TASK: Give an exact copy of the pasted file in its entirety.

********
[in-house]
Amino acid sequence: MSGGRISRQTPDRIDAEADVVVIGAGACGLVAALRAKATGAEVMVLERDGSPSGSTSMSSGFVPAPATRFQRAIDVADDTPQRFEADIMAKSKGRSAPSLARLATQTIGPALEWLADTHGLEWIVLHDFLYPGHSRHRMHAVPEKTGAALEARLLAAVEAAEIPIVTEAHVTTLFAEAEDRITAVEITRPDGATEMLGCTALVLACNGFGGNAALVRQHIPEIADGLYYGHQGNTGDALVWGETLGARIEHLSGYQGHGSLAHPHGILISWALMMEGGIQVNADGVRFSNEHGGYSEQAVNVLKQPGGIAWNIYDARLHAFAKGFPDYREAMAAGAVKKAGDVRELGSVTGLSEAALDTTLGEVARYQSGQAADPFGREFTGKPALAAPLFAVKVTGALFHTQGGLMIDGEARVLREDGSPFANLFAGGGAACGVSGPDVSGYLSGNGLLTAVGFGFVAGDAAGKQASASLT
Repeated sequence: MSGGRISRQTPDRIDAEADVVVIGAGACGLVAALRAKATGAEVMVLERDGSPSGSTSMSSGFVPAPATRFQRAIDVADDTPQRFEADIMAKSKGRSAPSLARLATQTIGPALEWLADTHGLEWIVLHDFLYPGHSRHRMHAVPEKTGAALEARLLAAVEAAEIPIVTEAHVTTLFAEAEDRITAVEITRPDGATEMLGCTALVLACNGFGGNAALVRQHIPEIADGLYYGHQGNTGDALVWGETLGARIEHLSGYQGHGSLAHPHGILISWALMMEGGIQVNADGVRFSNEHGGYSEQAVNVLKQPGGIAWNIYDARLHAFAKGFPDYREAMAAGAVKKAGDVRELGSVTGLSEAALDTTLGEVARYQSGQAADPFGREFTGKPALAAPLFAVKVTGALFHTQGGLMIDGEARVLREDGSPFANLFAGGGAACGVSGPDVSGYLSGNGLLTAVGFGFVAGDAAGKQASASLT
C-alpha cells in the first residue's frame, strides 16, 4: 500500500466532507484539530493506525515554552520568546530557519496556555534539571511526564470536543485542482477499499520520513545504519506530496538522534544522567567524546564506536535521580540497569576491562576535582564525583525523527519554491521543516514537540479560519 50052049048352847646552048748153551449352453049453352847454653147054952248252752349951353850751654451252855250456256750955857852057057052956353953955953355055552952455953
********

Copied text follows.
[in-house]
Amino acid sequence: MSGGRISRQTPDRIDAEADVVVIGAGACGLVAALRAKATGAEVMVLERDGSPSGSTSMSSGFVPAPATRFQRAIDVADDTPQRFEADIMAKSKGRSAPSLARLATQTIGPALEWLADTHGLEWIVLHDFLYPGHSRHRMHAVPEKTGAALEARLLAAVEAAEIPIVTEAHVTTLFAEAEDRITAVEITRPDGATEMLGCTALVLACNGFGGNAALVRQHIPEIADGLYYGHQGNTGDALVWGETLGARIEHLSGYQGHGSLAHPHGILISWALMMEGGIQVNADGVRFSNEHGGYSEQAVNVLKQPGGIAWNIYDARLHAFAKGFPDYREAMAAGAVKKAGDVRELGSVTGLSEAALDTTLGEVARYQSGQAADPFGREFTGKPALAAPLFAVKVTGALFHTQGGLMIDGEARVLREDGSPFANLFAGGGAACGVSGPDVSGYLSGNGLLTAVGFGFVAGDAAGKQASASLT
Repeated sequence: MSGGRISRQTPDRIDAEADVVVIGAGACGLVAALRAKATGAEVMVLERDGSPSGSTSMSSGFVPAPATRFQRAIDVADDTPQRFEADIMAKSKGRSAPSLARLATQTIGPALEWLADTHGLEWIVLHDFLYPGHSRHRMHAVPEKTGAALEARLLAAVEAAEIPIVTEAHVTTLFAEAEDRITAVEITRPDGATEMLGCTALVLACNGFGGNAALVRQHIPEIADGLYYGHQGNTGDALVWGETLGARIEHLSGYQGHGSLAHPHGILISWALMMEGGIQVNADGVRFSNEHGGYSEQAVNVLKQPGGIAWNIYDARLHAFAKGFPDYREAMAAGAVKKAGDVRELGSVTGLSEAALDTTLGEVARYQSGQAADPFGREFTGKPALAAPLFAVKVTGALFHTQGGLMIDGEARVLREDGSPFANLFAGGGAACGVSGPDVSGYLSGNGLLTAVGFGFVAGDAAGKQASASLT
C-alpha cells in the first residue's frame, strides 16, 4: 500500500466532507484539530493506525515554552520568546530557519496556555534539571511526564470536543485542482477499499520520513545504519506530496538522534544522567567524546564506536535521580540497569576491562576535582564525583525523527519554491521543516514537540479560519 50052049048352847646552048748153551449352453049453352847454653147054952248252752349951353850751654451252855250456256750955857852057057052956353953955953355055552952455953